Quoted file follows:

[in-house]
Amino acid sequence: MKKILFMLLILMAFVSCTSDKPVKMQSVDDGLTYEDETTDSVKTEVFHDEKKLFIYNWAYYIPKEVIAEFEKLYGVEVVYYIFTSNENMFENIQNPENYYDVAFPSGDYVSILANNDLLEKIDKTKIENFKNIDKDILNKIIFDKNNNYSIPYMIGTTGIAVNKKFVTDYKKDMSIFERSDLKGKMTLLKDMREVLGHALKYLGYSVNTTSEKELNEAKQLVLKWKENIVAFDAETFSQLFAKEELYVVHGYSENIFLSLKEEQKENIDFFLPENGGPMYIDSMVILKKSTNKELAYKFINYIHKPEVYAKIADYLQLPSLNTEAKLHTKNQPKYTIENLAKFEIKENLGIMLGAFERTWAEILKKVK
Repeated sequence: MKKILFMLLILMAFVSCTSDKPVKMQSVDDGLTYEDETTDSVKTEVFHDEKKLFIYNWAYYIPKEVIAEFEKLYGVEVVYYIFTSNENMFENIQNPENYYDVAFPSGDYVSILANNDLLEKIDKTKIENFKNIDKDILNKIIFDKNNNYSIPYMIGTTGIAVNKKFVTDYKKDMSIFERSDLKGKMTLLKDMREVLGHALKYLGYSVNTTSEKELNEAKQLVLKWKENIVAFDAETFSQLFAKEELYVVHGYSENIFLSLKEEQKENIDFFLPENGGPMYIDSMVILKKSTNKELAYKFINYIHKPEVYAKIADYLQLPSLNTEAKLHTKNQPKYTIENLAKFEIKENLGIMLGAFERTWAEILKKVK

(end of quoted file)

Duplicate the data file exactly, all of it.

[in-house]
Amino acid sequence: MKKILFMLLILMAFVSCTSDKPVKMQSVDDGLTYEDETTDSVKTEVFHDEKKLFIYNWAYYIPKEVIAEFEKLYGVEVVYYIFTSNENMFENIQNPENYYDVAFPSGDYVSILANNDLLEKIDKTKIENFKNIDKDILNKIIFDKNNNYSIPYMIGTTGIAVNKKFVTDYKKDMSIFERSDLKGKMTLLKDMREVLGHALKYLGYSVNTTSEKELNEAKQLVLKWKENIVAFDAETFSQLFAKEELYVVHGYSENIFLSLKEEQKENIDFFLPENGGPMYIDSMVILKKSTNKELAYKFINYIHKPEVYAKIADYLQLPSLNTEAKLHTKNQPKYTIENLAKFEIKENLGIMLGAFERTWAEILKKVK
Repeated sequence: MKKILFMLLILMAFVSCTSDKPVKMQSVDDGLTYEDETTDSVKTEVFHDEKKLFIYNWAYYIPKEVIAEFEKLYGVEVVYYIFTSNENMFENIQNPENYYDVAFPSGDYVSILANNDLLEKIDKTKIENFKNIDKDILNKIIFDKNNNYSIPYMIGTTGIAVNKKFVTDYKKDMSIFERSDLKGKMTLLKDMREVLGHALKYLGYSVNTTSEKELNEAKQLVLKWKENIVAFDAETFSQLFAKEELYVVHGYSENIFLSLKEEQKENIDFFLPENGGPMYIDSMVILKKSTNKELAYKFINYIHKPEVYAKIADYLQLPSLNTEAKLHTKNQPKYTIENLAKFEIKENLGIMLGAFERTWAEILKKVK